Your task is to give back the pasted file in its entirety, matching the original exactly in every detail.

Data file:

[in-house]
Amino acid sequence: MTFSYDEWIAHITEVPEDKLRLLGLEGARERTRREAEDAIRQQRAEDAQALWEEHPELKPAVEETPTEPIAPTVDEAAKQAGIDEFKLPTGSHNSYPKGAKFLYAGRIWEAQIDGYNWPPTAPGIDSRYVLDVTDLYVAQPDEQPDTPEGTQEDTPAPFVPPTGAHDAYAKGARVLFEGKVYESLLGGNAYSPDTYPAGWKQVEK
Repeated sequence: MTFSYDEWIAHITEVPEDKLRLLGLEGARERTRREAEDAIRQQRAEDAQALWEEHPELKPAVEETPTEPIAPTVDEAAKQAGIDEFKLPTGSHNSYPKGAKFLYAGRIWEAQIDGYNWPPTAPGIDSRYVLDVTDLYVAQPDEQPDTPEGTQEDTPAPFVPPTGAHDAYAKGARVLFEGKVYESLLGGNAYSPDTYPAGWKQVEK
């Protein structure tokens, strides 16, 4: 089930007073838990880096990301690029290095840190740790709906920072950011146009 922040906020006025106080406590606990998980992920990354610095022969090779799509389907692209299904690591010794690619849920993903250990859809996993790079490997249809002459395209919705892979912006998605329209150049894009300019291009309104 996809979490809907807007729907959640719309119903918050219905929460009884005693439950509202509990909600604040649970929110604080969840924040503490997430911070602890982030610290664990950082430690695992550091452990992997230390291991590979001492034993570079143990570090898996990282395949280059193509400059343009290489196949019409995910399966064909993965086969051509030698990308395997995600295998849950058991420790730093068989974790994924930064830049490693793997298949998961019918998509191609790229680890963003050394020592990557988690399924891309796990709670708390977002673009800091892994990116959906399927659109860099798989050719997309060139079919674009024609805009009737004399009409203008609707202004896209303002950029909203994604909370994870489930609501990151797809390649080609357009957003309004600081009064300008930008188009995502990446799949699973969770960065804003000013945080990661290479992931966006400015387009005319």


[in-house]
Amino acid sequence: MTFSYDEWIAHITEVPEDKLRLLGLEGARERTRREAEDAIRQQRAEDAQALWEEHPELKPAVEETPTEPIAPTVDEAAKQAGIDEFKLPTGSHNSYPKGAKFLYAGRIWEAQIDGYNWPPTAPGIDSRYVLDVTDLYVAQPDEQPDTPEGTQEDTPAPFVPPTGAHDAYAKGARVLFEGKVYESLLGGNAYSPDTYPAGWKQVEK
Repeated sequence: MTFSYDEWIAHITEVPEDKLRLLGLEGARERTRREAEDAIRQQRAEDAQALWEEHPELKPAVEETPTEPIAPTVDEAAKQAGIDEFKLPTGSHNSYPKGAKFLYAGRIWEAQIDGYNWPPTAPGIDSRYVLDVTDLYVAQPDEQPDTPEGTQEDTPAPFVPPTGAHDAYAKGARVLFEGKVYESLLGGNAYSPDTYPAGWKQVEK
């Protein structure tokens, strides 16, 4: 089930007073838990880096990301690029290095840190740790709906920072950011146009 922040906020006025106080406590606990998980992920990354610095022969090779799509389907692209299904690591010794690619849920993903250990859809996993790079490997249809002459395209919705892979912006998605329209150049894009300019291009309104 996809979490809907807007729907959640719309119903918050219905929460009884005693439950509202509990909600604040649970929110604080969840924040503490997430911070602890982030610290664990950082430690695992550091452990992997230390291991590979001492034993570079143990570090898996990282395949280059193509400059343009290489196949019409995910399966064909993965086969051509030698990308395997995600295998849950058991420790730093068989974790994924930064830049490693793997298949998961019918998509191609790229680890963003050394020592990557988690399924891309796990709670708390977002673009800091892994990116959906399927659109860099798989050719997309060139079919674009024609805009009737004399009409203008609707202004896209303002950029909203994604909370994870489930609501990151797809390649080609357009957003309004600081009064300008930008188009995502990446799949699973969770960065804003000013945080990661290479992931966006400015387009005319």